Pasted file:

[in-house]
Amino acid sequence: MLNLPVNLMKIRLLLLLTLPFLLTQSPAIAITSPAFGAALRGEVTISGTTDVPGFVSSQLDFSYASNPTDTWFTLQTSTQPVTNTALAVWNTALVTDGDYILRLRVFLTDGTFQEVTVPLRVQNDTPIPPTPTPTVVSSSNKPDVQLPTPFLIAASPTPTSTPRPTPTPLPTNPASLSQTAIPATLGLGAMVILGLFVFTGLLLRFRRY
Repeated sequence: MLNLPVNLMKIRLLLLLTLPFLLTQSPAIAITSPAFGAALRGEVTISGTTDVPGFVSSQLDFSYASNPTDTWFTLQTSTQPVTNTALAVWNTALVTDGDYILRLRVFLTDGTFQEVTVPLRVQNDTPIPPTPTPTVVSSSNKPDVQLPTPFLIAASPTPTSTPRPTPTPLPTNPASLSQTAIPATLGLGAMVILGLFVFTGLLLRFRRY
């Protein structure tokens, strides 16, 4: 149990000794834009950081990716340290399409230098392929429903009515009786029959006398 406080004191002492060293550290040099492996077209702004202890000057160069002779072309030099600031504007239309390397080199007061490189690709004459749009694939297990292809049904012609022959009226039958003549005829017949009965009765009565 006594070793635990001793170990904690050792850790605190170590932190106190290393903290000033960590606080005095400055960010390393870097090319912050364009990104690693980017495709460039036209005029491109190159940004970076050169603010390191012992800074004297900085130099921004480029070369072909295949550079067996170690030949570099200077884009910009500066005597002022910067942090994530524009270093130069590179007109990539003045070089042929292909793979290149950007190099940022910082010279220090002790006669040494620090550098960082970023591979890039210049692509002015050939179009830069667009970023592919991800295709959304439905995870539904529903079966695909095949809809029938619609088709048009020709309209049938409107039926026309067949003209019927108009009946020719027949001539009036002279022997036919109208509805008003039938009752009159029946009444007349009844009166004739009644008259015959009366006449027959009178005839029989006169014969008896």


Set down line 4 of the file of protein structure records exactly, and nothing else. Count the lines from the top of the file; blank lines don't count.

């Protein structure tokens, strides 16, 4: 149990000794834009950081990716340290399409230098392929429903009515009786029959006398 406080004191002492060293550290040099492996077209702004202890000057160069002779072309030099600031504007239309390397080199007061490189690709004459749009694939297990292809049904012609022959009226039958003549005829017949009965009765009565 006594070793635990001793170990904690050792850790605190170590932190106190290393903290000033960590606080005095400055960010390393870097090319912050364009990104690693980017495709460039036209005029491109190159940004970076050169603010390191012992800074004297900085130099921004480029070369072909295949550079067996170690030949570099200077884009910009500066005597002022910067942090994530524009270093130069590179007109990539003045070089042929292909793979290149950007190099940022910082010279220090002790006669040494620090550098960082970023591979890039210049692509002015050939179009830069667009970023592919991800295709959304439905995870539904529903079966695909095949809809029938619609088709048009020709309209049938409107039926026309067949003209019927108009009946020719027949001539009036002279022997036919109208509805008003039938009752009159029946009444007349009844009166004739009644008259015959009366006449027959009178005839029989006169014969008896």